What if we began to preach and display grace, truth, and love as fully embodied in the person and work of Jesus Christ, without abandoning the fact that the Spirit of this same Christ has breathed out every jot and tittle of the Bible–making every word of Scripture equally grace-filled, truthful, and loving? What if our churches were characterized by great love for God and for one another, without casting aside the need for confessional fidelity? And what if we began doing even more good works in Jesus’ name, proclaiming that the impetus for such works is the life, death, resurrection, and promised return of our King?

After attending “The Church Basement Road Show,” I am more convinced that if more of our churches did these things, it would be even easier to dismiss certain aspects of the emergent church as heresy and some of its leaders as marginalized false teachers. For Christians have good news to proclaim, and if some of the emergent church’s challenges to contemporary evangelicalism drive us back to greater fidelity to the faith once for all delivered to the saints, evangelicals can be thankful indeed.

Is it possible?

regulative principle of worship

Before yesterday, I had heard of the regulative principle of worship, but I hadn’t paid any attention to it. I knew that Timmy Brister had made it the number one question on the ask Mark Driscoll anything contest, but I had just casually read through the comments without paying attention. It was like somebody was talking about the finer points of mechanical engineering tolerance limits of various metals. I understood the individual words, but not the sense of them together.

Yesterday a friend of mine pointed me to a review of The Emerging Church by Dan Kimball. I had mentioned that I read this book back in 2003 and that it had started the process of waking me up to some of the problems of “church” as it is done today. My friends love me and want to keep me straight. I sincerely appreciate the help and the encouragement. It is an awesome thing that we have when we can have a role in goading each other to love and good works and to come alongside one another when we fall.

Anyway, I am reading the review and it is pretty good. I agree with most of it. Then I hit this paragraph:

Kimball’s perspective on church life is also problematic. Underlying all of his thinking about worship is the mistaken notion that our style of worship is completely neutral. But the Bible indicates that we are simply not free to worship God in any way we see fit in our corporate gatherings. The 2nd Commandment makes that quite clear, as do Exodus 32:1-4, Deuteronomy 4:15-19, and II Samuel 6:3-7. We are permitted to worship God only as he has prescribed in his Word. We may really want to finger-paint in our churches services, but God has not commanded us to finger-paint so we should not. In addition, many Christians have thought it unwise to use crosses and pictures of Jesus in worship, fearing that it would be impossible not to venerate the object or picture itself. In addition though pagans, deists, and pantheists enjoy them, Christians have generally though that nature scenes are inappropriate for Christian worship.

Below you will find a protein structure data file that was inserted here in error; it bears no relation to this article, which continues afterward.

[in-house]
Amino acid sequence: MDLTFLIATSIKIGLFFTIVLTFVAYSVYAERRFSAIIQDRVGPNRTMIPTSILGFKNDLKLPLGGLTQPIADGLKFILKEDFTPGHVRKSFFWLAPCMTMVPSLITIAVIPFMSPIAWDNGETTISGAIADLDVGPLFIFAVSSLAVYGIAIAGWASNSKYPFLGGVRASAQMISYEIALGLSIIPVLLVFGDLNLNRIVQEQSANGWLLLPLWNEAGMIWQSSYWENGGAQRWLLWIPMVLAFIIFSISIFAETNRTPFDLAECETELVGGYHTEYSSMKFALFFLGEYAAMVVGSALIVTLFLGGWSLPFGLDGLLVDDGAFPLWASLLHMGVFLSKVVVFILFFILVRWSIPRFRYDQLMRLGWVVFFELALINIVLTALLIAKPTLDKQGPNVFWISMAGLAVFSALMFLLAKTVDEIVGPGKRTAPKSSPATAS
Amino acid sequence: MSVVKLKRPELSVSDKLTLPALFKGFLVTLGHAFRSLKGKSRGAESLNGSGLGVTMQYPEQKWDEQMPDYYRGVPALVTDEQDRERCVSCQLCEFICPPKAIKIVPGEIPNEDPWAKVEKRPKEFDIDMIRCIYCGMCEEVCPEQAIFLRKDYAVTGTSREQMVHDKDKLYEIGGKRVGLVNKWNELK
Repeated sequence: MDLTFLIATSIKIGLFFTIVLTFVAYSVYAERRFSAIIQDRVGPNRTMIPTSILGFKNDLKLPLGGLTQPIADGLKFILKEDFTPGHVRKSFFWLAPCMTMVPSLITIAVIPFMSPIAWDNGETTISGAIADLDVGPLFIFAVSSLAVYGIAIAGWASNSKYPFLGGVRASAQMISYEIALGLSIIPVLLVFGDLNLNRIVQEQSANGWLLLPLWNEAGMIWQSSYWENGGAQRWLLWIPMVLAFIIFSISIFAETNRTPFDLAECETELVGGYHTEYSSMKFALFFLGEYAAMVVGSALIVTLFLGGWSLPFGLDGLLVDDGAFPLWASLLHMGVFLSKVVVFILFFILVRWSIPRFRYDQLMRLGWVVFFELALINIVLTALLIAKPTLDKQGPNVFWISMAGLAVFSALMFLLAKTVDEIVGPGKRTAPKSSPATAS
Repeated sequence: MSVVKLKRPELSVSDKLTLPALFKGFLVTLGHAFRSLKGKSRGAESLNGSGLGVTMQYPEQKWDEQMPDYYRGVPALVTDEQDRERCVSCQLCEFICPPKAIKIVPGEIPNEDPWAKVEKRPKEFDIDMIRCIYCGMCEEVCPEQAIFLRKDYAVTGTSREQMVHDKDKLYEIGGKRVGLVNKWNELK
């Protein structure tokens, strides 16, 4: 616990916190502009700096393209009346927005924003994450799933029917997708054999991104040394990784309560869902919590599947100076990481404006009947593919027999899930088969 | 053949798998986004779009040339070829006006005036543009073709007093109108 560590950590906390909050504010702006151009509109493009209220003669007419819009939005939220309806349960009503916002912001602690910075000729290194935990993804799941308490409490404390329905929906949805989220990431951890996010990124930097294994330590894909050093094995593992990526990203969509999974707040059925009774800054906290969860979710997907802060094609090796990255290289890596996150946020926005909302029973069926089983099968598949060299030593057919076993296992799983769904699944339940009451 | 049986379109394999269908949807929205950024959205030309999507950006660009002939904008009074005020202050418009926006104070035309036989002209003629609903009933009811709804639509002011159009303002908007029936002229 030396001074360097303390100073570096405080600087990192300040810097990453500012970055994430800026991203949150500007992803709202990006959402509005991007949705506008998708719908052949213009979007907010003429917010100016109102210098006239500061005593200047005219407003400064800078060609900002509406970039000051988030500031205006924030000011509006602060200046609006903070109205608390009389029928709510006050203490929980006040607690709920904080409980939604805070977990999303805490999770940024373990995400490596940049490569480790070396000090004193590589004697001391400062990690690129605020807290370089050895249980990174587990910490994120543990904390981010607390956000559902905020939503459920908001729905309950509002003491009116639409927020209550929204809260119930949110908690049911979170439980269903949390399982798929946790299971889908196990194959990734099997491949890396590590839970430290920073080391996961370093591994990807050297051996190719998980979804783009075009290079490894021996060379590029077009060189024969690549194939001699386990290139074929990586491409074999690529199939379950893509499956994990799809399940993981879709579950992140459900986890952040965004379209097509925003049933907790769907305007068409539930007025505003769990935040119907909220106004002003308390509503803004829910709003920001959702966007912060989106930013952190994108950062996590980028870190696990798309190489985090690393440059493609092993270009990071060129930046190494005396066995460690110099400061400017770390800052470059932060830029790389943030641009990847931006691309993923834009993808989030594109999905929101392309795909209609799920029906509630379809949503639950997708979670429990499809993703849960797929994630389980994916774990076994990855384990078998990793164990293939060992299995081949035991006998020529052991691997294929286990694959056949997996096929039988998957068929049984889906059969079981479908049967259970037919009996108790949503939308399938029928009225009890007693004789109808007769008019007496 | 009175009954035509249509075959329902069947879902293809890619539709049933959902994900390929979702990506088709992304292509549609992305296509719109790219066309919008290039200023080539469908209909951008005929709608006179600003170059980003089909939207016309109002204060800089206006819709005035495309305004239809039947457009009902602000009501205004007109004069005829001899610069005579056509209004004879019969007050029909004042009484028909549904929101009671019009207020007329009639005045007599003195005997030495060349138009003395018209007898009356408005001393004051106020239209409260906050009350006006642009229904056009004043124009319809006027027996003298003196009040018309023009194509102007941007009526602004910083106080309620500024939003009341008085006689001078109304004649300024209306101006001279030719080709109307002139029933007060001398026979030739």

I read the verses contained in the quote. And this “…but God has not commanded us to finger-paint so we should not.”

Anybody see any issues with those verses being used to support this conclusion? anyone?

Then I started googling. Wow. I have now found a whole nother area where people get to be weird, prideful and look down their nose at the rest of christianity.

This fellow does the best job I found of putting the best foot forward on the Regulative Principle of Worship There are many others who are much less able.

Here is Mark Driscoll’s take on video, and here is the podcast version.

Go study it for yourself. Tell me what you think about the idea that because God has not commanded finger painting in worship, then we should not finger paint. Before you get too sure of an answer, God also never commanded the use of microphones, electric lights, amplified music, air conditioners, pianos or even announcements. Just sayin’. Even the hard core believers in this principle who show up singing the Psalms without accompaniment will probably do so in an air conditioned room with electric lights, and they might even make announcements of upcoming events in the life of their church.